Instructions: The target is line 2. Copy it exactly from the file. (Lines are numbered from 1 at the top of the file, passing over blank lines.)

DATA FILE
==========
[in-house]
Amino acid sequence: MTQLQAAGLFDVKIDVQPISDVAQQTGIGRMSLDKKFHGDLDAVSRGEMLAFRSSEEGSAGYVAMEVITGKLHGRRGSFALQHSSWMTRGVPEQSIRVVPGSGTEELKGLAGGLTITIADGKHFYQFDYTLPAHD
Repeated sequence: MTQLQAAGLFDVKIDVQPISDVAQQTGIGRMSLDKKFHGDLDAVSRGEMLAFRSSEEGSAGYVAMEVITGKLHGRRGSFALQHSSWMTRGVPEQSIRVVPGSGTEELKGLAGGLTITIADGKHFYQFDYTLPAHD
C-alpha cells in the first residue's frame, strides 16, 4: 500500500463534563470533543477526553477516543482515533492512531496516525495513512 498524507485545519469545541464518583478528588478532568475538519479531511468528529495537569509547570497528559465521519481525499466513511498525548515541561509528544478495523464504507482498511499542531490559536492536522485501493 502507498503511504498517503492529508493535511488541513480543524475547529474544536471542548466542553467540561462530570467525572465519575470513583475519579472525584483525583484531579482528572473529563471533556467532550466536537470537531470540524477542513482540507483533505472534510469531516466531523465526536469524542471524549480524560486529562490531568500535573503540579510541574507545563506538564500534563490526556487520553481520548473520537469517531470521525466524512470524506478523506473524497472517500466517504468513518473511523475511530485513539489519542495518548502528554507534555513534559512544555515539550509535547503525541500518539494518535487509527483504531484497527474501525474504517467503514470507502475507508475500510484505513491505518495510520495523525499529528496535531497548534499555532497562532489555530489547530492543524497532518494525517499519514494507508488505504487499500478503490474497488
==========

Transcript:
Amino acid sequence: MTQLQAAGLFDVKIDVQPISDVAQQTGIGRMSLDKKFHGDLDAVSRGEMLAFRSSEEGSAGYVAMEVITGKLHGRRGSFALQHSSWMTRGVPEQSIRVVPGSGTEELKGLAGGLTITIADGKHFYQFDYTLPAHD